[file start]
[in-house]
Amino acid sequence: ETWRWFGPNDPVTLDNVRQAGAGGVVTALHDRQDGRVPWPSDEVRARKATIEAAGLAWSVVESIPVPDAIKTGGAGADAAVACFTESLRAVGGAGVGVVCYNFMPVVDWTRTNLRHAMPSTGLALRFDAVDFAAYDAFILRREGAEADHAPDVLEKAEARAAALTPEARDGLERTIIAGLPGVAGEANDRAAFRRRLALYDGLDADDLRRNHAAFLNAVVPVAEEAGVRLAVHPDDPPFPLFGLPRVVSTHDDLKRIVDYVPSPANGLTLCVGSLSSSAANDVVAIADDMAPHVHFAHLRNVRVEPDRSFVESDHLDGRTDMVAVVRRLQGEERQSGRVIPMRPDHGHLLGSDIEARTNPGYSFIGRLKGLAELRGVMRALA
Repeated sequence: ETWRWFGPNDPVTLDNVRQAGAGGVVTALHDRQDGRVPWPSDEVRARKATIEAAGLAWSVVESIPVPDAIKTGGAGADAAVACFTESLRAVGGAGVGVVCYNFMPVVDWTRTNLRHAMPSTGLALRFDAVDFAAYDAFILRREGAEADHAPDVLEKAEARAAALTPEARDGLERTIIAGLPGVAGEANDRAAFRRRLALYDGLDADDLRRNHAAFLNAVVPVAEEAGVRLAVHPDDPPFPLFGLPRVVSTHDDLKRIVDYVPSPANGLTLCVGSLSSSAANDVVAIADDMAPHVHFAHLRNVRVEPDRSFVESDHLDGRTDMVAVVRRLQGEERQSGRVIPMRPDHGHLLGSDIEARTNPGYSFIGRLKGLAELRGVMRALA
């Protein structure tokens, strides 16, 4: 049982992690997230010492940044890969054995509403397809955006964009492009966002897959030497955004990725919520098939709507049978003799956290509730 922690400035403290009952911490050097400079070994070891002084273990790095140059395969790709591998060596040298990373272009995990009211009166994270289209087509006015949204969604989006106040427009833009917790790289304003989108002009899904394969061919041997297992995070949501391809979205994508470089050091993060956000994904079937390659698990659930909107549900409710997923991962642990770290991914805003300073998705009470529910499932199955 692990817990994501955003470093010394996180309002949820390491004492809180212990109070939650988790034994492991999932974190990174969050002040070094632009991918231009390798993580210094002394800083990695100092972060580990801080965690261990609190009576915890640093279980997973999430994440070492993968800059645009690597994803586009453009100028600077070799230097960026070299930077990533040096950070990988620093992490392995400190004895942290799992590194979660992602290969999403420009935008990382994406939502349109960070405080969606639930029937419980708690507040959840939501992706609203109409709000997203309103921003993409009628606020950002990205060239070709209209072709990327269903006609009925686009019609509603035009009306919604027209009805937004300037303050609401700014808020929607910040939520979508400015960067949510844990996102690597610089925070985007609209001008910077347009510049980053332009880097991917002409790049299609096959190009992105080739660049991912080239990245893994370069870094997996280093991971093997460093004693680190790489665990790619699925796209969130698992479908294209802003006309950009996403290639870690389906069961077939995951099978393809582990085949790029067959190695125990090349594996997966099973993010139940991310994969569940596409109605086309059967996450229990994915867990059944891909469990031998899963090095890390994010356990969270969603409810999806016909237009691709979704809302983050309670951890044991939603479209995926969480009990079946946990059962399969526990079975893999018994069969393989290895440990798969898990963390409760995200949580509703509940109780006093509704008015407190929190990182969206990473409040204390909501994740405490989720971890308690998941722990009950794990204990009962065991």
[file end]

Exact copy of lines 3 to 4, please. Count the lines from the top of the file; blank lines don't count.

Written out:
Repeated sequence: ETWRWFGPNDPVTLDNVRQAGAGGVVTALHDRQDGRVPWPSDEVRARKATIEAAGLAWSVVESIPVPDAIKTGGAGADAAVACFTESLRAVGGAGVGVVCYNFMPVVDWTRTNLRHAMPSTGLALRFDAVDFAAYDAFILRREGAEADHAPDVLEKAEARAAALTPEARDGLERTIIAGLPGVAGEANDRAAFRRRLALYDGLDADDLRRNHAAFLNAVVPVAEEAGVRLAVHPDDPPFPLFGLPRVVSTHDDLKRIVDYVPSPANGLTLCVGSLSSSAANDVVAIADDMAPHVHFAHLRNVRVEPDRSFVESDHLDGRTDMVAVVRRLQGEERQSGRVIPMRPDHGHLLGSDIEARTNPGYSFIGRLKGLAELRGVMRALA
């Protein structure tokens, strides 16, 4: 049982992690997230010492940044890969054995509403397809955006964009492009966002897959030497955004990725919520098939709507049978003799956290509730 922690400035403290009952911490050097400079070994070891002084273990790095140059395969790709591998060596040298990373272009995990009211009166994270289209087509006015949204969604989006106040427009833009917790790289304003989108002009899904394969061919041997297992995070949501391809979205994508470089050091993060956000994904079937390659698990659930909107549900409710997923991962642990770290991914805003300073998705009470529910499932199955 692990817990994501955003470093010394996180309002949820390491004492809180212990109070939650988790034994492991999932974190990174969050002040070094632009991918231009390798993580210094002394800083990695100092972060580990801080965690261990609190009576915890640093279980997973999430994440070492993968800059645009690597994803586009453009100028600077070799230097960026070299930077990533040096950070990988620093992490392995400190004895942290799992590194979660992602290969999403420009935008990382994406939502349109960070405080969606639930029937419980708690507040959840939501992706609203109409709000997203309103921003993409009628606020950002990205060239070709209209072709990327269903006609009925686009019609509603035009009306919604027209009805937004300037303050609401700014808020929607910040939520979508400015960067949510844990996102690597610089925070985007609209001008910077347009510049980053332009880097991917002409790049299609096959190009992105080739660049991912080239990245893994370069870094997996280093991971093997460093004693680190790489665990790619699925796209969130698992479908294209802003006309950009996403290639870690389906069961077939995951099978393809582990085949790029067959190695125990090349594996997966099973993010139940991310994969569940596409109605086309059967996450229990994915867990059944891909469990031998899963090095890390994010356990969270969603409810999806016909237009691709979704809302983050309670951890044991939603479209995926969480009990079946946990059962399969526990079975893999018994069969393989290895440990798969898990963390409760995200949580509703509940109780006093509704008015407190929190990182969206990473409040204390909501994740405490989720971890308690998941722990009950794990204990009962065991």